Carbon-in-column recovery is used to recover gold and silver from heap leach solutions, which are frequently high in solids content. The gold cyanide solution is passed through a series of fluidised bed columns in an up-flow configuration in this method.
The ore is finely ground with carbon-in-pulp, and the gold is dissolved in a series of tanks using a cyanide leach. Granular activated carbon is added to the leached slurry, where it adsorbs the gold from the slurry solution before being removed by coarse screening. A series of five or six agitated tanks is frequently used, with carbon and ore slurry contacting in a staged countercurrent manner. This countercurrent operation increases gold loading onto carbon while maintaining a high recovery rate.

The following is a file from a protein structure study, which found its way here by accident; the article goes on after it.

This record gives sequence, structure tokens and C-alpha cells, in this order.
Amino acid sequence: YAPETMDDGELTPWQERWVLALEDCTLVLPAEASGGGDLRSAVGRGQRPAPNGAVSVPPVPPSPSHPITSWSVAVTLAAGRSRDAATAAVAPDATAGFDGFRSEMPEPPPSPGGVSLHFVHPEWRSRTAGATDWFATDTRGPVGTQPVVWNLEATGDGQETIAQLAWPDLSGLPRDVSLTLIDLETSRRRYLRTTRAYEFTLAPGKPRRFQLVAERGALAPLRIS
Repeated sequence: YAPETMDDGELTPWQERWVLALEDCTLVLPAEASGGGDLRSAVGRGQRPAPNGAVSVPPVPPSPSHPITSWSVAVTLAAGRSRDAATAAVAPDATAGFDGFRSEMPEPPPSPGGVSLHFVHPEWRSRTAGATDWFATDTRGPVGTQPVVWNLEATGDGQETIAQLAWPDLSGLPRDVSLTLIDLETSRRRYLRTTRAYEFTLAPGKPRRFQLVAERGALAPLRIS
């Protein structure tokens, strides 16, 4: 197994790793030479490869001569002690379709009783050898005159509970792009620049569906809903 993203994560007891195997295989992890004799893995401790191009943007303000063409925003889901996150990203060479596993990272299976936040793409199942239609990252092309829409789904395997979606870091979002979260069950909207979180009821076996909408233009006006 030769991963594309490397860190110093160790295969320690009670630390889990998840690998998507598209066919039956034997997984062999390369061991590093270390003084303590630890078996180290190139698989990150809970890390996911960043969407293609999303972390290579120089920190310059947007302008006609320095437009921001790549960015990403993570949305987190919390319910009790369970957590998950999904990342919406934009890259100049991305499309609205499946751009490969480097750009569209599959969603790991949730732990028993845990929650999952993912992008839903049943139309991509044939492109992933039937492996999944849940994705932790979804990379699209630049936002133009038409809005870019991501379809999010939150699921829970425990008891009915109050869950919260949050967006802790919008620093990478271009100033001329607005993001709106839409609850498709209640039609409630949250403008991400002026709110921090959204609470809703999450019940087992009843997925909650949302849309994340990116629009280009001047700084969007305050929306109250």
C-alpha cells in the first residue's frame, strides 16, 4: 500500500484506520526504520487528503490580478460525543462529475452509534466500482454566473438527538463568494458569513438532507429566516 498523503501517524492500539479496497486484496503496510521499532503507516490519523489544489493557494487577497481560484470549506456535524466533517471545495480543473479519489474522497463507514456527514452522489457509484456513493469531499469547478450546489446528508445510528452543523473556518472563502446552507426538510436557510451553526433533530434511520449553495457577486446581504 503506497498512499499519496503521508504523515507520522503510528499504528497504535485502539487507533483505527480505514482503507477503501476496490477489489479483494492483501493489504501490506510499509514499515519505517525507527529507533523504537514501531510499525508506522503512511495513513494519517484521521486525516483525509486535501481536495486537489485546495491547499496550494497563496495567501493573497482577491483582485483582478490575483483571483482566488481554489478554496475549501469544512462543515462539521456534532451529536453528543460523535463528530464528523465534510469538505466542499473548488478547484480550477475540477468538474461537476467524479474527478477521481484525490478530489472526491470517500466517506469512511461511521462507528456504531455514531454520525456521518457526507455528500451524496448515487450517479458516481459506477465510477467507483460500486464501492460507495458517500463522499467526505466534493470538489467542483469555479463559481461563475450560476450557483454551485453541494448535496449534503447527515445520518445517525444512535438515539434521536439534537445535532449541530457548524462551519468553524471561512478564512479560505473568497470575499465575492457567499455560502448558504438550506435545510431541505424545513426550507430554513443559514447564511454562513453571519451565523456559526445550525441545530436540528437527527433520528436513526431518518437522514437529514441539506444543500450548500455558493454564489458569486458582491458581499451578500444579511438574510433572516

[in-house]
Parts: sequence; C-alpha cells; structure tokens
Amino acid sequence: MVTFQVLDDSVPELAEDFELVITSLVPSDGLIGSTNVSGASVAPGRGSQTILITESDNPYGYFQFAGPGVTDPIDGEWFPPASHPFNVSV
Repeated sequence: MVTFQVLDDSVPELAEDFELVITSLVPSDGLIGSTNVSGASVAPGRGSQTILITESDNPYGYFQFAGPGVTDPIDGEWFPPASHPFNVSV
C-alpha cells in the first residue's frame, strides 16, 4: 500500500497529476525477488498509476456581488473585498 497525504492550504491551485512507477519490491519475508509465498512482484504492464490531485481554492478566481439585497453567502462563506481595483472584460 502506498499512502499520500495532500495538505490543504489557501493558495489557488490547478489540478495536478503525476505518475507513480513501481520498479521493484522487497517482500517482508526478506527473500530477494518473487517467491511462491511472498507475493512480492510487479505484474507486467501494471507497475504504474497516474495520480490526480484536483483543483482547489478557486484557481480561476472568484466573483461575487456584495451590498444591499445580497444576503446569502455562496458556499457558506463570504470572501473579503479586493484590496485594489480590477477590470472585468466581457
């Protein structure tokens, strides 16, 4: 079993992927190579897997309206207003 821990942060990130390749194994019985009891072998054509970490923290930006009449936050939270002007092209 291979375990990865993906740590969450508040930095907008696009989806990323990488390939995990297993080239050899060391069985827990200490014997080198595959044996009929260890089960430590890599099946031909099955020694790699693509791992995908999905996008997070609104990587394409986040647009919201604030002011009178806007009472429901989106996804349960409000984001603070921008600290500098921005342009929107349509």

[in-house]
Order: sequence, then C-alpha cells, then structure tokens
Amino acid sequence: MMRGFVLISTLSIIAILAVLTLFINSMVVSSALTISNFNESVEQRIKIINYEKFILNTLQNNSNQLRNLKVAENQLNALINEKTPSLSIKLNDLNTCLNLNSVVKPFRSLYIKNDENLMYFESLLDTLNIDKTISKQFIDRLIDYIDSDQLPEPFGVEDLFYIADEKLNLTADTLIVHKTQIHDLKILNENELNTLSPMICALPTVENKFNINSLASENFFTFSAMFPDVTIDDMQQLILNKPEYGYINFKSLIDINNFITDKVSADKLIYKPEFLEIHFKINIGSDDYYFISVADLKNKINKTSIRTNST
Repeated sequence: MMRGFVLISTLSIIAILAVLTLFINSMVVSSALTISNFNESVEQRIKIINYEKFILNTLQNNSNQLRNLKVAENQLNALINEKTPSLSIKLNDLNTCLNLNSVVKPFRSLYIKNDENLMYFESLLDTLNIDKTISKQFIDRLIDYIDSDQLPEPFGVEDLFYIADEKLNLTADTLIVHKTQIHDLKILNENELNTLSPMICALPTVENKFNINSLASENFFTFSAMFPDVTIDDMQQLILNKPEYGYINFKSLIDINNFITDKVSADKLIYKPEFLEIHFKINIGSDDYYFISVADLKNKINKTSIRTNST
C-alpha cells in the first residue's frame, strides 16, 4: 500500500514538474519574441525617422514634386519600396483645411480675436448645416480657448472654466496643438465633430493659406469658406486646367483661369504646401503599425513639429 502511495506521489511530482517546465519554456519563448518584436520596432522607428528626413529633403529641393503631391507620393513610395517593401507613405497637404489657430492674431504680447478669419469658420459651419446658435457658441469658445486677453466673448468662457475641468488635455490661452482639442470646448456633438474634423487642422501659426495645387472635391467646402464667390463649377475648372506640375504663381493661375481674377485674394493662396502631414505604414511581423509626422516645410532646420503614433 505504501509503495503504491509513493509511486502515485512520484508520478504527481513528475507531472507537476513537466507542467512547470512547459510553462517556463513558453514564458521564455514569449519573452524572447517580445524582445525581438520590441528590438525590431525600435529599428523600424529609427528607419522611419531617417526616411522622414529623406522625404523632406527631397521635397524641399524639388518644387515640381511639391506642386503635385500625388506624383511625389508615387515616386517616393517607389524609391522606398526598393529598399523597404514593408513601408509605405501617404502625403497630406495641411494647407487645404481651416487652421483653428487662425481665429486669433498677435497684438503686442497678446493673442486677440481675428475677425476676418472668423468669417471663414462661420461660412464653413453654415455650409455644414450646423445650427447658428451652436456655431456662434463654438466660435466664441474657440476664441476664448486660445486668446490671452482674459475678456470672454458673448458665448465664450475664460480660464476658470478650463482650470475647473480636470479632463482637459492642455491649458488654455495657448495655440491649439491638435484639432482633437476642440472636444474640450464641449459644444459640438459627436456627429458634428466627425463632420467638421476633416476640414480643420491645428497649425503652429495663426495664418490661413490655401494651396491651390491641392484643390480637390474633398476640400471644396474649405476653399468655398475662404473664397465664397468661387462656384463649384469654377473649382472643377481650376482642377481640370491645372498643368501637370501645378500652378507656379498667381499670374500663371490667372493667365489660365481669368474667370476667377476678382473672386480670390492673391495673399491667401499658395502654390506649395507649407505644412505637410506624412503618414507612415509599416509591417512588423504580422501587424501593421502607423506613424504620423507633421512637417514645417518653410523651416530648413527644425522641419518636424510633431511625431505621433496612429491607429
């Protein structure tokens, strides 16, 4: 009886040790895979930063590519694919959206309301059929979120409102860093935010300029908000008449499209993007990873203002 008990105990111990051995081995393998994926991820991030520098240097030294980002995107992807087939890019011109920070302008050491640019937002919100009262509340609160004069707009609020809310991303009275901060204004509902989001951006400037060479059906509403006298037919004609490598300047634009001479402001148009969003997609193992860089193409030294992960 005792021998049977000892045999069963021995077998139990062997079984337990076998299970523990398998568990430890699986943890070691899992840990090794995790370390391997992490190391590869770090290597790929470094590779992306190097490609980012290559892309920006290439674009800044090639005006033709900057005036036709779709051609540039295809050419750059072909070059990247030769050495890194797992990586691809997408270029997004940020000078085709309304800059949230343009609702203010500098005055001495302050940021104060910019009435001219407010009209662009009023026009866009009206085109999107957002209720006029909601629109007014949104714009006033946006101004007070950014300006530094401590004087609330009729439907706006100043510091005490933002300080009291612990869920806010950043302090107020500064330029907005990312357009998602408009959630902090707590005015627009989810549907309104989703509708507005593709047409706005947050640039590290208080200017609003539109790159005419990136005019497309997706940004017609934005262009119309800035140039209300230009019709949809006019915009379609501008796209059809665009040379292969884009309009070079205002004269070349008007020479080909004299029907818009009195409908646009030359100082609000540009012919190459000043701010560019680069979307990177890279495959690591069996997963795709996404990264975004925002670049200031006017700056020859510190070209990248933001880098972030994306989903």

The carbon-in-leach process combines leaching and carbon-in-pulp into a single unit process operation, with the leach tanks fitted with carbon retention screens and the carbon-in-pulp tanks removed. Gold adsorption occurs nearly simultaneously with gold dissolution by the cyanide solution when activated carbon is added to the leach. This method is often employed when native carbon (as organics) is present in the gold ore and adsorbs the leached gold, preventing its recovery. The activated carbon used in the carbon-in-leach circuit preferentially adsorbs gold over native carbon, allowing the gold to be recovered for stripping.